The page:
Arun Sankar wrote:
alter table <Table_name> nologging; will reduse the redo operations, you can try this.
NOLOGGINGclause also specifies that subsequent direct loads using SQL*Loader and direct load
INSERToperations are not logged. Subsequent DML statements (
DELETE, and conventional path insert) are unaffected by the
NOLOGGINGattribute of the table and generate redo." (Emphasis mine)
two small additions:
- Tom Kyte provided a helpful matrix for logging operations on AskTom many years ago: https://asktom.oracle.com/pls/asktom/f?p=100:11:0::::P11_QUESTION_ID:5280714813869
- maybe that's not too closely related to the actual question but: in 12.1 you can optimize the undo creation for temporary tables by setting the parameter TEMP_UNDO_ENABLED to true - http://docs.oracle.com/cd/E16655_01/server.121/e17615/refrn10326.htm#REFRN10326
regarding the redo generation for (and the use of) GTTs Tom Kyte writes - https://asktom.oracle.com/pls/asktom/f?p=100:11:0::::P11_QUESTION_ID:4817636200346963925:
the facts surrounding a global temporary table are:
a) they generate LESS redo - in most cases *significantly* less redo (no indexes) and if you can use a session based global temporary table - they can generate almost NO UNDO using insert /*+ append */
b) they do not require an expensive delete operation
c) they require less work on the part of the developer since they clean themselves out.
d) to use them with updates and deletes is what I would call "atypical" - not the normal use. most of the use is 1) insert into them, 2) query them, 3) commit and clear them out.
when you start updating and deleting - you start generating gobs of undo as that cannot be done using direct path and those two things generate the most undo possible. A delete has to record the entire row in the undo, and update has to record as much of the row that was modified.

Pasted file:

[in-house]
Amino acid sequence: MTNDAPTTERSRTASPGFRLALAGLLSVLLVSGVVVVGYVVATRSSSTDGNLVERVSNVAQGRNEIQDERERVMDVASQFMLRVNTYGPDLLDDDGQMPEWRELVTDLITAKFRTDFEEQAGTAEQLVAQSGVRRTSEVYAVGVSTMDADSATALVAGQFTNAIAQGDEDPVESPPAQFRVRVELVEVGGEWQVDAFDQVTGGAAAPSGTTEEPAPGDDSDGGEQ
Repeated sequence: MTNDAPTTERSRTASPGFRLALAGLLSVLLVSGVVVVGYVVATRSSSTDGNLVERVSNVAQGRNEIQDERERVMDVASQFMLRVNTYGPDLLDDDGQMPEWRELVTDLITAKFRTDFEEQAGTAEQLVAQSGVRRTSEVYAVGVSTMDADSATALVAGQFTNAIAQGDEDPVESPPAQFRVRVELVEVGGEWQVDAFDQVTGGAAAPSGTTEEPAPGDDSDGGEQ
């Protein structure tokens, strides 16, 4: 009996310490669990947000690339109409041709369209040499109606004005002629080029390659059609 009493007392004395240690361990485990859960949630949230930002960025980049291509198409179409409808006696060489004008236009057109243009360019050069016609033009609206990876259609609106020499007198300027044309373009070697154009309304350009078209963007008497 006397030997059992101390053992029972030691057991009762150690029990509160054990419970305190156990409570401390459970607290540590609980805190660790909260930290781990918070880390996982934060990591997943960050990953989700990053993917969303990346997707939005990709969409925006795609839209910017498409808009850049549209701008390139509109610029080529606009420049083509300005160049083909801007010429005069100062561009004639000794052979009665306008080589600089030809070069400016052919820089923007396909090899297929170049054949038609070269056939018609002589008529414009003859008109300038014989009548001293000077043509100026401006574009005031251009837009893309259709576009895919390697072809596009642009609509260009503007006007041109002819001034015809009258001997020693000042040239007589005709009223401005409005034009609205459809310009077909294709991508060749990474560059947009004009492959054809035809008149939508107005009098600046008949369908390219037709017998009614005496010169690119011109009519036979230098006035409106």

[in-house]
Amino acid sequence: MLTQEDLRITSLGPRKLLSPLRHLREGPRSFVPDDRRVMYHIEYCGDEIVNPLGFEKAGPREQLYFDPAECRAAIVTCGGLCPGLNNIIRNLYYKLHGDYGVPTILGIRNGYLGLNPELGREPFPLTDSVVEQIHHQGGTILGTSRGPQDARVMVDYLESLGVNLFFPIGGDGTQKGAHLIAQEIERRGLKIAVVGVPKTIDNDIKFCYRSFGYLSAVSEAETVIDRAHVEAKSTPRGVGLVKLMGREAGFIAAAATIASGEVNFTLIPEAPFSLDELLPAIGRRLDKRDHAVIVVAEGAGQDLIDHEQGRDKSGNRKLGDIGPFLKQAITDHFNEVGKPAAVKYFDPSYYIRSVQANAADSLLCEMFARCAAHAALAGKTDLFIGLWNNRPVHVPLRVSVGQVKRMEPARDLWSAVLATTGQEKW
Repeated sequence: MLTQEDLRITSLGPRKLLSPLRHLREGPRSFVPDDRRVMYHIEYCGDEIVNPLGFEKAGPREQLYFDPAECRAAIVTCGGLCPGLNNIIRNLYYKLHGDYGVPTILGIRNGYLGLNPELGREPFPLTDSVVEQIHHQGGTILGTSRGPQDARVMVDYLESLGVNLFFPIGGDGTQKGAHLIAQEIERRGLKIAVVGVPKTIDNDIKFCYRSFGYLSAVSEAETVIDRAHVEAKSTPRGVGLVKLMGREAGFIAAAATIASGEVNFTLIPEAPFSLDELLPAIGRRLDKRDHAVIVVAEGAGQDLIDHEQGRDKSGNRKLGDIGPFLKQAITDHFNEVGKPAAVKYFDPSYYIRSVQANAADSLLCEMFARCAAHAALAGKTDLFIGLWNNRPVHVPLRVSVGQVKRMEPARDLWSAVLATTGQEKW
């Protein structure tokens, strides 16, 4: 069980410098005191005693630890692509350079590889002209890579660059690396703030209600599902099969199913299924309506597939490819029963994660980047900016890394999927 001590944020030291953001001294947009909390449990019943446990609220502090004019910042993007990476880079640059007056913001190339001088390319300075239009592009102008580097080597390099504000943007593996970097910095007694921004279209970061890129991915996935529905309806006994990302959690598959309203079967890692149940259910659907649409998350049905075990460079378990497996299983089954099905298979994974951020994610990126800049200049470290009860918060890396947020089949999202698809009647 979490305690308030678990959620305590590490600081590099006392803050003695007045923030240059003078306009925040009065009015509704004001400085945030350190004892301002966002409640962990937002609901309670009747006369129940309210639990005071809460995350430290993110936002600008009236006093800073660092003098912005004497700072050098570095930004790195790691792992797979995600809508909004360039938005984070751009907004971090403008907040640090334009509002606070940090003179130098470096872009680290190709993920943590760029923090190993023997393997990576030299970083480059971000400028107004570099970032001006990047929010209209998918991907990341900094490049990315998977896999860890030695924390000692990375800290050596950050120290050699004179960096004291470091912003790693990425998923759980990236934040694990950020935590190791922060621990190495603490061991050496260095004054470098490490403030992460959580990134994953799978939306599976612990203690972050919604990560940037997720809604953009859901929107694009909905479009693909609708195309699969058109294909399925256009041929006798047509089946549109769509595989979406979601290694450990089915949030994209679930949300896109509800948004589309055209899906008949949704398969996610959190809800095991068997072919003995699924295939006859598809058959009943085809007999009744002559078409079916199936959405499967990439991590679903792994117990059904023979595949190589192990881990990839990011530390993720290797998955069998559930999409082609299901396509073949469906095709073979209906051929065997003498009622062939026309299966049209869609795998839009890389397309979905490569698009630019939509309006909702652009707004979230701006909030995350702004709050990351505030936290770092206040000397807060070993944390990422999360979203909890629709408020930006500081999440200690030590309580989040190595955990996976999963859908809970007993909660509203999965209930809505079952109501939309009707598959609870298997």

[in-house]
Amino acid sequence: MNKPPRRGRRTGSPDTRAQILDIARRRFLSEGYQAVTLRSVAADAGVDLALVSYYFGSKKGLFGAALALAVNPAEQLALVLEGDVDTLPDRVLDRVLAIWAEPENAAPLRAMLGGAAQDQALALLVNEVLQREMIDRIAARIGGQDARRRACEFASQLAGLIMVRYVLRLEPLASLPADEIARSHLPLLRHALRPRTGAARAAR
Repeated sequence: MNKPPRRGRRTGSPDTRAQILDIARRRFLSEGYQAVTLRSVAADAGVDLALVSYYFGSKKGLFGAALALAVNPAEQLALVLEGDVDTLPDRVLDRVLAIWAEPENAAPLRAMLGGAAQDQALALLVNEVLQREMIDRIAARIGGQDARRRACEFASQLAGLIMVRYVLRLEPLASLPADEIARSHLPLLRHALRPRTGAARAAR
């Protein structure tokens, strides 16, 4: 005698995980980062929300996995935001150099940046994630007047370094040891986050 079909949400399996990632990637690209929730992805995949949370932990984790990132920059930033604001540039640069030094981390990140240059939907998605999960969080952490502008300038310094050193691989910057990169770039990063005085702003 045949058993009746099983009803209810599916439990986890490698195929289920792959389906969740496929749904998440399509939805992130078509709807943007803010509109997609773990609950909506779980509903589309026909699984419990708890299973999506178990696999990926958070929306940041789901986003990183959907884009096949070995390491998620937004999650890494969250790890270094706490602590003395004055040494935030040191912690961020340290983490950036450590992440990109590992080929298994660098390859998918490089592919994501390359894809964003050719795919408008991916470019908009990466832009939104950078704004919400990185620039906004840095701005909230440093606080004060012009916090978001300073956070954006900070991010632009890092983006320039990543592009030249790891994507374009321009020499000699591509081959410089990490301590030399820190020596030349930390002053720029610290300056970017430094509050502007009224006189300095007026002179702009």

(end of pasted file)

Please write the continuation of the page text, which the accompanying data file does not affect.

So maybe a GTT could be useful - but I think the OP has not mentioned enough details for us to answer this question.
Marin has made very good points about update and delete effects on undo generation and on a normal table undo generation generates redo.
With the database set to noarchivelog mode then as all since the last backup are lost anyway you still want to remember that data in a GTT would be lost on shutdown even one taken to make a cold backup. Even if the data is not critical I doubt that the customer will want to discard it every time it is time to take a backup. Then you have the problem that GTT data is not intended to be shared between different sessions.
IMHO -- Mark D Powell --
How big is the table?
How often are log switches?
What hardware/OS/storage are you on?
How much concurrency is there with this dml?
Are the plans for the dml's appropriate?
What are the wait statistics?
Presumably these are all simple questions because they've already been examined. And yet, if you don't have undo how can you get read consistent dml or do a rollback statement? The questions sound like you are making some unwarranted assumptions about basic concepts. Using noarchivelog mode already gives you much more performance because you don't have to copy redo, redo helps you recover automatically from instance crashes.
We can reduce the size of redo generation, but can not make it zero.
We have seen that the following techniques can be used to reduce the amount of redo generated:
Eliminating redundant indexes
Reducing the number of columns updated
Eliminating redundant SELECT FOR UPDATE statements
Reducing the number of rows processed
Eliminating COMMIT statements
Increasing the batch size
Using Global Temporary Tables
Using External Tables